To collect the brooches I purchased two “lots” like these of vintage enamel brooches from eBay.
I could have done it less expensively by digging through bins at the flea market, but I wanted only enamel flower brooches (no rhinestones or non-floral brooches), and I needed to limit the colors to blues, greens, whites and pinks (I wanted to emphasize silver tones over gold, as well). I needed to make sure that the bouquet complimented but did not compete with my colorful bridal outfit, which includes a marine blue chiffon dress and a colorful silk wrap of watercolor azaleas.
Materials to make a brooch bouquet
Instructions for making a brooch bouquet
See what you have. First, I spread out the collection and tried to find groupings that I liked together, or that seemed to fit nicely together (for example, a curved leaf to wrap the edge of a round flower).
Because I collected mostly brooches, I needed a way to wire them without damaging the clasps. The clip-on earrings were simpler to wire, but I did have one that broke when the clip pulled off due to the weight of the wire. I was able to use it anyway by wrapping the wire in the same way that I wrapped the brooches, but if it had been a different design, this earring would have been lost (or would have needed hot glue repair). The flower brooches that I collected had either bendable petals or small holes. I wrapped the wire around a couple of lower petals or through holes (barely noticeable because I used the dark green wire), and then wrapped it to itself underneath the pin to create a stem.
Note about “vintage style” versus actual vintage brooches: I purchased two brooches that were vintage “style” brooches. Avoid these. Both of them broke, and none of the vintage brooches had this problem. Also, they were harder to wire because they were made from casts or molds and did not have the moldable, bendable petals or the tiny detail holes, just the illusion of those details from the molds.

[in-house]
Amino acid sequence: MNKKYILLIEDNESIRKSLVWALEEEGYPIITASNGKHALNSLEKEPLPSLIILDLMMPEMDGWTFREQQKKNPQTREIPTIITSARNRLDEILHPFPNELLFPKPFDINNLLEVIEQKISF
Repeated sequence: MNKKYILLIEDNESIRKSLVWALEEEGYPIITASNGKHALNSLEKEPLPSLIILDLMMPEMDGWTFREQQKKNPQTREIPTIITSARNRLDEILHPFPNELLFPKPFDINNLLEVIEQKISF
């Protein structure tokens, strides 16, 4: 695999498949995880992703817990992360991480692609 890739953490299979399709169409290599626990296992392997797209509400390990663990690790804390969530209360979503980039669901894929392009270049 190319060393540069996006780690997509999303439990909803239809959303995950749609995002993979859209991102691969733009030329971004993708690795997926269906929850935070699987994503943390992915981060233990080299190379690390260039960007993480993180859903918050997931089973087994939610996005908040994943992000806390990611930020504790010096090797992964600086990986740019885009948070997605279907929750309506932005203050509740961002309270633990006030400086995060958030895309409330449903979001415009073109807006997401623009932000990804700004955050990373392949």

For larger brooches, I used two wires, one on each side of the pin, and then wrapped the wires together underneath to provide a better anchor. I created small groupings of one larger pin surrounded by 2-4 smaller pins of complimentary colors, arranging them together and then twisting their wires into a single stem. I then would add the small grouping to the larger bouquet, looking for places where the bouquet felt unbalanced.
Be sure to turn your bouquet frequently, hold it upside down and “fluff” out the brooches/wires. This will help you keep a nicely rounded/balanced shape. I didn’t do this at first and have a couple of spots that are not as rounded as I would prefer. For added dimension and flexibility in design, I also twisted larger single brooches directly to the large bouquet in addition to the multiple smaller groupings. This made it easier to adjust the pins to fill in gaps, move things around as the design shifted, and “fluff” the bouquet to improve the shape.
I found that as I added pieces, some pieces would naturally reposition themselves to become background/underside pins, whether I liked it or not. To fix this, I set the bouquet upside down. In this position, I would reposition the wires to pull the pins that were naturally gravitating to a lower or side position back to a top position. This position was also best for repositioning brooches to improve the overall roundness of the bouquet and to help recreate a wider umbrella shape. The weight of the pins causes them to fall in a smaller mushroom shape and they need “fluffing,” for lack of a better expression, in order to bring the pins back to the top of the bouquet and spread them out better.